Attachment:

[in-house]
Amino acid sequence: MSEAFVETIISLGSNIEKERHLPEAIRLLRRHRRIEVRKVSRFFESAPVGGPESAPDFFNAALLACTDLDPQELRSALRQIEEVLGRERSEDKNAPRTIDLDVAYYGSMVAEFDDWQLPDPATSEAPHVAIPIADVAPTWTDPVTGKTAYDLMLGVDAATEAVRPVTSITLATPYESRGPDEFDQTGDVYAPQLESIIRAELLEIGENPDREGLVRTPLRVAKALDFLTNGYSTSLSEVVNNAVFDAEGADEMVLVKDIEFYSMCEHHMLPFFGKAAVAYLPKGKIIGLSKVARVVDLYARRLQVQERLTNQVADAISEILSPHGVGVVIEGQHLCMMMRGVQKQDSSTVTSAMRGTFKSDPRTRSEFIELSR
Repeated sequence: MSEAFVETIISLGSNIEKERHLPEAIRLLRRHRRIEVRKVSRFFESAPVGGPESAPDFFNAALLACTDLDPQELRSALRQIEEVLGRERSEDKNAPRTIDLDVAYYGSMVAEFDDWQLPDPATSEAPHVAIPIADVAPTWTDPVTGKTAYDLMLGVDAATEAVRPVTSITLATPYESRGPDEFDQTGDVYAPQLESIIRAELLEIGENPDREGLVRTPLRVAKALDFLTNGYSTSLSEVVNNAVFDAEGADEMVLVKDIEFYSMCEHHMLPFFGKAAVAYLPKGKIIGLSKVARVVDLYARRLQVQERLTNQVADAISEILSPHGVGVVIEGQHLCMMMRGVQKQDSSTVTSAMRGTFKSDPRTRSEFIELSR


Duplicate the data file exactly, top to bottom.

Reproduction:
[in-house]
Amino acid sequence: MSEAFVETIISLGSNIEKERHLPEAIRLLRRHRRIEVRKVSRFFESAPVGGPESAPDFFNAALLACTDLDPQELRSALRQIEEVLGRERSEDKNAPRTIDLDVAYYGSMVAEFDDWQLPDPATSEAPHVAIPIADVAPTWTDPVTGKTAYDLMLGVDAATEAVRPVTSITLATPYESRGPDEFDQTGDVYAPQLESIIRAELLEIGENPDREGLVRTPLRVAKALDFLTNGYSTSLSEVVNNAVFDAEGADEMVLVKDIEFYSMCEHHMLPFFGKAAVAYLPKGKIIGLSKVARVVDLYARRLQVQERLTNQVADAISEILSPHGVGVVIEGQHLCMMMRGVQKQDSSTVTSAMRGTFKSDPRTRSEFIELSR
Repeated sequence: MSEAFVETIISLGSNIEKERHLPEAIRLLRRHRRIEVRKVSRFFESAPVGGPESAPDFFNAALLACTDLDPQELRSALRQIEEVLGRERSEDKNAPRTIDLDVAYYGSMVAEFDDWQLPDPATSEAPHVAIPIADVAPTWTDPVTGKTAYDLMLGVDAATEAVRPVTSITLATPYESRGPDEFDQTGDVYAPQLESIIRAELLEIGENPDREGLVRTPLRVAKALDFLTNGYSTSLSEVVNNAVFDAEGADEMVLVKDIEFYSMCEHHMLPFFGKAAVAYLPKGKIIGLSKVARVVDLYARRLQVQERLTNQVADAISEILSPHGVGVVIEGQHLCMMMRGVQKQDSSTVTSAMRGTFKSDPRTRSEFIELSR